Thursday, May 29, 2014

29 May 2014 -- Ascension Day

Ascension Day  — 29 May 2014
Trinity, Iowa City – 12:15 pm

Acts 1:1-11  |  Psalm 47 or 93  |  Ephesians 1:15-23  |  Luke 24:44-53

God put this power to work in Christ when he raised him from the dead and seated him at his right hand in the heavenly places, far above all rule and authority and power and dominion, and above every name that is named, not only in this age but also in the age to come.  [Ephesians 1:20-21]

There’s a piece in the current Christian Century (some of you may be familiar with that magazine – it’s been around for a long time, and represents what I suppose we might call a progressive ecumenical mainstream viewpoint), and in this piece the author writes about how he and a committee were planning  a service of worship for Ascension Day, and the question arose as to whether the Paschal Candle should be extinguished after the reading of the Gospel.  They were Lutherans, so they didn’t have the Book of Common Prayer to tell them that no, the Paschal Candle continues to burn throughout the 50 days of Easter through the Day of Pentecost!  I won’t accuse any of you of being old enough to remember, as Fr. Hulme and I do, that we also back in the Olden Dayes used to put out the Paschal Candle after the reading of the Gospel on Ascension Day.  I recall as an acolyte responding “Praise be to thee, O Christ” after hearing St. Luke’s account of Jesus being carried up to heaven, taking the candle thingy, and extinguishing the flame.  “’Bye, Jesus!”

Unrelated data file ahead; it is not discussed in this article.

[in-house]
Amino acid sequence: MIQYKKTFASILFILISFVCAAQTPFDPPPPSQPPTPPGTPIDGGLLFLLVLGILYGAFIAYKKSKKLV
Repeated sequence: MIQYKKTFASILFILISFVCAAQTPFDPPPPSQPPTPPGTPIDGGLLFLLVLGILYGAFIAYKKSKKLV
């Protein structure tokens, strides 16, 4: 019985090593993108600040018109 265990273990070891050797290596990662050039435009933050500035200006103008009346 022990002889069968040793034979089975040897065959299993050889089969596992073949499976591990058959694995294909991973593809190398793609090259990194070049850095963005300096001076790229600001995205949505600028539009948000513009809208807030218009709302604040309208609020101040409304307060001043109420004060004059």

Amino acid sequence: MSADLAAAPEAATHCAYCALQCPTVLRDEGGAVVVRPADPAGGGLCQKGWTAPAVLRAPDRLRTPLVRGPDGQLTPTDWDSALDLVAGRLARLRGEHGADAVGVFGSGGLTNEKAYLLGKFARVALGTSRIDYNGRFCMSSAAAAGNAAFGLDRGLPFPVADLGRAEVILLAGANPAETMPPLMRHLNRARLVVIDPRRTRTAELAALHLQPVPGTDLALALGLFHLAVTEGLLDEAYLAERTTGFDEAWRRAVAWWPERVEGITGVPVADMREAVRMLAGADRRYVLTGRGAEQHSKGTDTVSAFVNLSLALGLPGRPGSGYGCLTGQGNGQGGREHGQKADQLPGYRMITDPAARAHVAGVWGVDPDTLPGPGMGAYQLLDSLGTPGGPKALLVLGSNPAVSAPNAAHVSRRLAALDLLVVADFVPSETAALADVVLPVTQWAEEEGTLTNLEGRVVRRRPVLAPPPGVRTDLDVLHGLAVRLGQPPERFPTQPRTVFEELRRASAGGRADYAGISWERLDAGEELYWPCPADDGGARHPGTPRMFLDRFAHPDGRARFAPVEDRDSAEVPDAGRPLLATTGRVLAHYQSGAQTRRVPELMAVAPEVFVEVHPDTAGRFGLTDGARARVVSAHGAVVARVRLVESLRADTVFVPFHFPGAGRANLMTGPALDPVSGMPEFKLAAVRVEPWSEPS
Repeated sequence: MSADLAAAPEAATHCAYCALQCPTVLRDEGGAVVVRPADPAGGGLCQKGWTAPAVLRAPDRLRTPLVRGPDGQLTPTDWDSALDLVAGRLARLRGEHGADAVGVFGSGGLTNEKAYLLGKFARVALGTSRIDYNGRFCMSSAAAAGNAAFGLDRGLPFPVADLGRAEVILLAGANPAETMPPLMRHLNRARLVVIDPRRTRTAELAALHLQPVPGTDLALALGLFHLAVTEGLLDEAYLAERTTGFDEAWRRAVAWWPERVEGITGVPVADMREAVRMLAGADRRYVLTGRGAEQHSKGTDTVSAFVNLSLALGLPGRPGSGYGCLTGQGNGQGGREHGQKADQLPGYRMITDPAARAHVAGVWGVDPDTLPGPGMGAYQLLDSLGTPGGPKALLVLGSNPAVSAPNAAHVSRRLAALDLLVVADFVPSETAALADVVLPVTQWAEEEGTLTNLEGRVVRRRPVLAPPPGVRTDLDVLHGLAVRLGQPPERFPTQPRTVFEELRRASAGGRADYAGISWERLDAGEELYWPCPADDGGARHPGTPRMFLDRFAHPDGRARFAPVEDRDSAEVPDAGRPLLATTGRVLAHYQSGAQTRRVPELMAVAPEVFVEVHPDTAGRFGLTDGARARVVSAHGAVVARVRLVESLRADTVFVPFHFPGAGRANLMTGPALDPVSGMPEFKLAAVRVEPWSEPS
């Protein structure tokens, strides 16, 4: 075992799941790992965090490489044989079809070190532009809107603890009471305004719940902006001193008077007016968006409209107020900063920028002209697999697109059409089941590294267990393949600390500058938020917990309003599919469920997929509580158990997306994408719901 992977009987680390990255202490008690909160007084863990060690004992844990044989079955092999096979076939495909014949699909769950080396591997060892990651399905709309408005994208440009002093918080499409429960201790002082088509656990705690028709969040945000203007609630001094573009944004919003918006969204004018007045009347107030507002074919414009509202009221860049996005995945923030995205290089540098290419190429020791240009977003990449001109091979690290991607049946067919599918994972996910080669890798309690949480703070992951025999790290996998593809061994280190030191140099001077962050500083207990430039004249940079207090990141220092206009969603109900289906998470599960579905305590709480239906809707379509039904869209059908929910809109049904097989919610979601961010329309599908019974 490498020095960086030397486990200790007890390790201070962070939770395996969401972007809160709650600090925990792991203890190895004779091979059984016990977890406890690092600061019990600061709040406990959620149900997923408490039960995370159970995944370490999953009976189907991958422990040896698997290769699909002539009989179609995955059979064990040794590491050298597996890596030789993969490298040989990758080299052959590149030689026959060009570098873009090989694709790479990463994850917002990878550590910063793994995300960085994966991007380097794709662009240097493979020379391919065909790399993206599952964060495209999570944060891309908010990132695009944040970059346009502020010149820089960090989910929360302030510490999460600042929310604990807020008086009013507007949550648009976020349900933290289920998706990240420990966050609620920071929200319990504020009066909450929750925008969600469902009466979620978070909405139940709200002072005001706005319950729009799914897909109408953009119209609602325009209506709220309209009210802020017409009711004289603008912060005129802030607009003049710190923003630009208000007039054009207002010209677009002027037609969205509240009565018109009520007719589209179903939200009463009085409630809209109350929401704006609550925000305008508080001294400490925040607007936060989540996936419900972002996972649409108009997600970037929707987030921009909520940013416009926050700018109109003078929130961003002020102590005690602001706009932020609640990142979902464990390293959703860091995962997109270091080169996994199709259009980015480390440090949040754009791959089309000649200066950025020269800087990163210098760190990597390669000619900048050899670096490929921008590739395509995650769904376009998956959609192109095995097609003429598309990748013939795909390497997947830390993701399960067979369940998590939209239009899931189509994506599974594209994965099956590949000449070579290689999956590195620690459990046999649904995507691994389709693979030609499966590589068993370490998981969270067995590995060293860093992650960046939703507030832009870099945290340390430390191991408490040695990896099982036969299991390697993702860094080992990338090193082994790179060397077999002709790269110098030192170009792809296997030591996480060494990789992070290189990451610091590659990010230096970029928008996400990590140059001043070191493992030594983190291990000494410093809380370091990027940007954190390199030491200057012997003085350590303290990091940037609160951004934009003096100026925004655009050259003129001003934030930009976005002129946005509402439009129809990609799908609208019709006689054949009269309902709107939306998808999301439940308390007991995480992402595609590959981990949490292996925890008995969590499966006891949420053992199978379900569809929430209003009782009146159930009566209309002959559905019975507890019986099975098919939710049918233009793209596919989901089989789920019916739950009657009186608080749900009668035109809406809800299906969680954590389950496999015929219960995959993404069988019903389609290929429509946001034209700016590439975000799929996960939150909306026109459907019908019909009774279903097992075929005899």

Which of course is exactly wrong, and why the Prayer Book now has it right.

(Some of you may recall one or another versions of my infamous “Toes” sermon for Ascension Day, but I promised I wouldn’t go there this year.  You’re welcome.)[1]